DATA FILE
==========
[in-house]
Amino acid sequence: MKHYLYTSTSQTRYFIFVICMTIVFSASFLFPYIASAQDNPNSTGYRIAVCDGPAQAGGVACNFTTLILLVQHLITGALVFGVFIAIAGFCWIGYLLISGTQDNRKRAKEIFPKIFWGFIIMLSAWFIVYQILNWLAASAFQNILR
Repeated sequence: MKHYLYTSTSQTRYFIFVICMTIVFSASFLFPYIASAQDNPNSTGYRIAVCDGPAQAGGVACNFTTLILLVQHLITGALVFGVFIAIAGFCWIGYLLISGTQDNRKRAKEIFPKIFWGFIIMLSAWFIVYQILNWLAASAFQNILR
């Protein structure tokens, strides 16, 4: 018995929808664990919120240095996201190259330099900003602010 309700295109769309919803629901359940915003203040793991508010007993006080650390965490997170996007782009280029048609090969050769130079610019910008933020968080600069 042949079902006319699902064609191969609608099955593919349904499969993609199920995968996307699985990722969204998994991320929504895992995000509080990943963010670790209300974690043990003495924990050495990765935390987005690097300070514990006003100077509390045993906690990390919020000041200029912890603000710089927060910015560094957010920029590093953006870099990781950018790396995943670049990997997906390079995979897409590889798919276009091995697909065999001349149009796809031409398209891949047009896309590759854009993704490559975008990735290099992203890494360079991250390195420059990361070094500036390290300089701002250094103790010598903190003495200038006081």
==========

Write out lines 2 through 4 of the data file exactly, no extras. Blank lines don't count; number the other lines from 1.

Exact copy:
Amino acid sequence: MKHYLYTSTSQTRYFIFVICMTIVFSASFLFPYIASAQDNPNSTGYRIAVCDGPAQAGGVACNFTTLILLVQHLITGALVFGVFIAIAGFCWIGYLLISGTQDNRKRAKEIFPKIFWGFIIMLSAWFIVYQILNWLAASAFQNILR
Repeated sequence: MKHYLYTSTSQTRYFIFVICMTIVFSASFLFPYIASAQDNPNSTGYRIAVCDGPAQAGGVACNFTTLILLVQHLITGALVFGVFIAIAGFCWIGYLLISGTQDNRKRAKEIFPKIFWGFIIMLSAWFIVYQILNWLAASAFQNILR
């Protein structure tokens, strides 16, 4: 018995929808664990919120240095996201190259330099900003602010 309700295109769309919803629901359940915003203040793991508010007993006080650390965490997170996007782009280029048609090969050769130079610019910008933020968080600069 042949079902006319699902064609191969609608099955593919349904499969993609199920995968996307699985990722969204998994991320929504895992995000509080990943963010670790209300974690043990003495924990050495990765935390987005690097300070514990006003100077509390045993906690990390919020000041200029912890603000710089927060910015560094957010920029590093953006870099990781950018790396995943670049990997997906390079995979897409590889798919276009091995697909065999001349149009796809031409398209891949047009896309590759854009993704490559975008990735290099992203890494360079991250390195420059990361070094500036390290300089701002250094103790010598903190003495200038006081």